I already see this happening in the example of Facebook popping up my deceased friend Christina, when she pops-up I sometimes click on her profile, scores of people still post on her wall daily about how they miss her, or about some old memory. I feel this constant interaction is due in large part to the “reconnect” feature. If this were an era pre-FB the bereaved would mourn for a time and eventually people, all but the closest family members, would move on. It is as though Facebook is the master and the profiles the marionette. Though Christina cannot respond, perhaps it is only a matter of time.

The techno-determinist and digital immortality proponent Ray Kurzwiel posits that it is through incredibly advanced scanning technology that we will be able to record every facet of our human brain and upload it, in one fowl swoop, to a digital format, existing forever as digital selves. I personally have found his method of digital integration further in the realm of science fiction than anything possible, as what is to say an exact copy of a brain would produce that brains personality. Perhaps it is much more likely that we have already begun the migration to a digital existence as we upload every minute detail of our daily lives, and slowly over time and through the evolution of machine intelligence we will all be reanimated in the ether of cyberspace.

Techno Shamanism and augmenting human empathy pt 1.

Posted by in musings | January 23, 2012

“The future has already arrived. It’s just not evenly distributed yet.” The quote is by William Gibson the visionary science fiction author of Neuromancer. This statement captures the essence of what is at stake here in the digital age. If Ray Kurzweil’s presupposition of “The Law of Accelerating Returns” holds true and technological progress is increasing exponentially rather than linearly than the next few decades will not only see great technical achievement but the very redefinition of what it means to be human.

Ever since proto-man began flint knapping hand axes millions of years ago human-kind has been inexorably intertwined with technology. Our ability to shape the world to our choosing is what has allowed humanity to inhabit every landmass on earth. For millennia the lens of technology has been used to sculpt the exterior world, now for the first time in human history the lens is being turned inward as we alter our very selves.

Every day new breakthroughs are being published in the realms of genomics, robotics, nano-technology, quantum computing, etc… that we don’t even bat an eyelash at achievements that would have been unthinkable 20 years ago. Once the stuff of science fiction is now becoming common place. In 2008 Junichi Ushiba and his colleagues at Keio university, using brian-computer interface technology, developed a way for people to control their avatars in the three dimensional world of second life via thought alone.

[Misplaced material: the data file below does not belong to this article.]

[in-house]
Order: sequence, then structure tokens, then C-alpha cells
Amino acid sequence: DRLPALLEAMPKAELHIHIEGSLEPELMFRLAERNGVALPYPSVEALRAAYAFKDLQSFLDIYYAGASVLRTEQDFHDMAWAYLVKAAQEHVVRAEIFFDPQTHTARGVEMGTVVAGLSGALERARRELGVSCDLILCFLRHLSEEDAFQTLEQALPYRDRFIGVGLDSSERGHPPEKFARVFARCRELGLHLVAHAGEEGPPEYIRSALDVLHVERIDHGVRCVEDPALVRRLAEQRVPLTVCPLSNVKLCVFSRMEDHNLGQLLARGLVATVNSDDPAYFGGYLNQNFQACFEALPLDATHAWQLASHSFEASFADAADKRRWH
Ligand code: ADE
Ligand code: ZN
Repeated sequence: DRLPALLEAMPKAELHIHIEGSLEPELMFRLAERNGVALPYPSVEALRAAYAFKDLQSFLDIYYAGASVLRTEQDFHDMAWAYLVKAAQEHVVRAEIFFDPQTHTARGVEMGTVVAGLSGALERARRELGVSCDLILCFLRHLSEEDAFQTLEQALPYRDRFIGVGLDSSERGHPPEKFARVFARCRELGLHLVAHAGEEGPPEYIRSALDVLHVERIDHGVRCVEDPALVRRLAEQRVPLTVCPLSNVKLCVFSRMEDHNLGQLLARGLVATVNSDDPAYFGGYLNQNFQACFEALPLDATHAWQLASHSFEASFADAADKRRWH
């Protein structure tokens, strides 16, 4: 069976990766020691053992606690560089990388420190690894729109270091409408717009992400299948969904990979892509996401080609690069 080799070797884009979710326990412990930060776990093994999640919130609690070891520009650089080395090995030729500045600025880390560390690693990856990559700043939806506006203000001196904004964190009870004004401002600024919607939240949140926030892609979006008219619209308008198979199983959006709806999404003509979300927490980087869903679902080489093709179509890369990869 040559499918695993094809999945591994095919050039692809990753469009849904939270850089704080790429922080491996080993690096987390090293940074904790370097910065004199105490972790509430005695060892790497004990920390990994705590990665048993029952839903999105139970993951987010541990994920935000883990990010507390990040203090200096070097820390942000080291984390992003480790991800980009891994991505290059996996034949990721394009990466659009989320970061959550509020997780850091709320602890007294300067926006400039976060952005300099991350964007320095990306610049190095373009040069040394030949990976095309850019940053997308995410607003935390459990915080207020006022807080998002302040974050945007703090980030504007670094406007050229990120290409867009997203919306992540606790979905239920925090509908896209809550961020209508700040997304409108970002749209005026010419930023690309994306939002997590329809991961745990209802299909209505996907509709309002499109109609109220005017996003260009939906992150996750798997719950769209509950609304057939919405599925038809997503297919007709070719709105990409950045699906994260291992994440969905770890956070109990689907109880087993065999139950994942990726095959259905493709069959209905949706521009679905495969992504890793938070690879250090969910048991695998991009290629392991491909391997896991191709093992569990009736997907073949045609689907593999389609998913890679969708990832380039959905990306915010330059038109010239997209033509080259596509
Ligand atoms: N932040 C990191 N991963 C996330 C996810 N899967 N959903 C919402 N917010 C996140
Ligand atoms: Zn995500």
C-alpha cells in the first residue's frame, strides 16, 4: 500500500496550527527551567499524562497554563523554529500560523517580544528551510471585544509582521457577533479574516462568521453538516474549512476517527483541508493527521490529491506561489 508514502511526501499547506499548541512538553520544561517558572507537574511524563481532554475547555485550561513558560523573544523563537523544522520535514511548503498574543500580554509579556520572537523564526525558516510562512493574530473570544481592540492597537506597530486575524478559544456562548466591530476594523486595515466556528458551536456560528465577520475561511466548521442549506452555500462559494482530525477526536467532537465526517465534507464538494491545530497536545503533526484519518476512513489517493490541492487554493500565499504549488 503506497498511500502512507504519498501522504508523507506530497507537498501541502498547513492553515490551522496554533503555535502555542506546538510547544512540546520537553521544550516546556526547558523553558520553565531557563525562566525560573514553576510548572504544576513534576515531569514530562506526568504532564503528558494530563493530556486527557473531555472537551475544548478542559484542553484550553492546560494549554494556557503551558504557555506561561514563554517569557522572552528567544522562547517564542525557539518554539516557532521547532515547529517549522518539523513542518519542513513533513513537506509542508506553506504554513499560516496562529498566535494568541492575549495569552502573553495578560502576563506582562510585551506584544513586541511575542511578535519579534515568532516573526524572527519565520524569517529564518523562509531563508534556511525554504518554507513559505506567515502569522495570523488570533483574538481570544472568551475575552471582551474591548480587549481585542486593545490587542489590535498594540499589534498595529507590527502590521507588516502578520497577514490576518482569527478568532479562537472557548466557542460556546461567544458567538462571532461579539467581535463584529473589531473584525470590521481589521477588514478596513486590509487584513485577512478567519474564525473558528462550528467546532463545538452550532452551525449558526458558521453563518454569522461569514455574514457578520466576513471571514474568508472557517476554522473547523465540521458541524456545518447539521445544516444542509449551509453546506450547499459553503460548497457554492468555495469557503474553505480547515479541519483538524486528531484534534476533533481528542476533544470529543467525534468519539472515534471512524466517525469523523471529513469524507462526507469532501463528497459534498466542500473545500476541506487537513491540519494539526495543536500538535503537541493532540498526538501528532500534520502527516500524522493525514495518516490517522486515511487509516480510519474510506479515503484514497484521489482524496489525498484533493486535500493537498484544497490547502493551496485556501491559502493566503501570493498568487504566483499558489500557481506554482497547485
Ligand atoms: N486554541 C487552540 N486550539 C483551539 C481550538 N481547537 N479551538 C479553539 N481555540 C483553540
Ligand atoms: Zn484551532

Brain-computer interfaces can already do far more than just allow us to control characters in second life. In December 2009 Italian amputee Pierpaolo Petruzziello received a robotic hand that he could not only control with his mind but that he could feel and receive feedback from as well. Combine this technology with the video that’s been circulating the web of Ishikawa Komuro Lab’s high-speed robotic hand, capable of pitching a baseball or dribbling a basketball exorbitantly faster and more accurately than a human hand, and things really start to get interesting.

The military, not to be out done, is investing heavily in new technologies of human augmentation in their never ending quest for the perfect killing machine. A 2009 blue-ribbon committee of the National Academy of Sciences is recommending that the Army expand its research into how a soldier’s brain, blood and nerves work so it can develop futuristic applications that can increase performance in combat. The study describes one application of augmented reality, to provide a virtual overlay associated with the trigger of a soldier’s weapon, which provides a sensory feedback when it locks on a target identified as a foe. The soldier can be trained so that he pulls the trigger withoutthinking, “decreasing the time between acquiring and engaging the target,” .
In addition military defense contractors such as Lockheed Martin have unveiled recent advances in human-robotic interfaces such as their 2009 presentation of the HULC or human universal load carrier (you got to love a good acronym) which is a robotic anthropomorphic exoskeleton. An onboard micro-computer senses the user’s actions and ensures the exoskeleton moves in concert with the operator enabling the user to easily lift over 200 pounds.
We are seeing voluntary enhancements and augmentation to normal human performance even in the mainstream such as pro athletes like the golfer Tiger Woods or the MLB pitcher Mark Henderson undergoing elective Lasik surgery to improve their vision beyond that of normal 20/20. Woods was already seeing 20/20 with contact aided vision but after the procedure improved his vision to 20/10 he won five straight tournaments.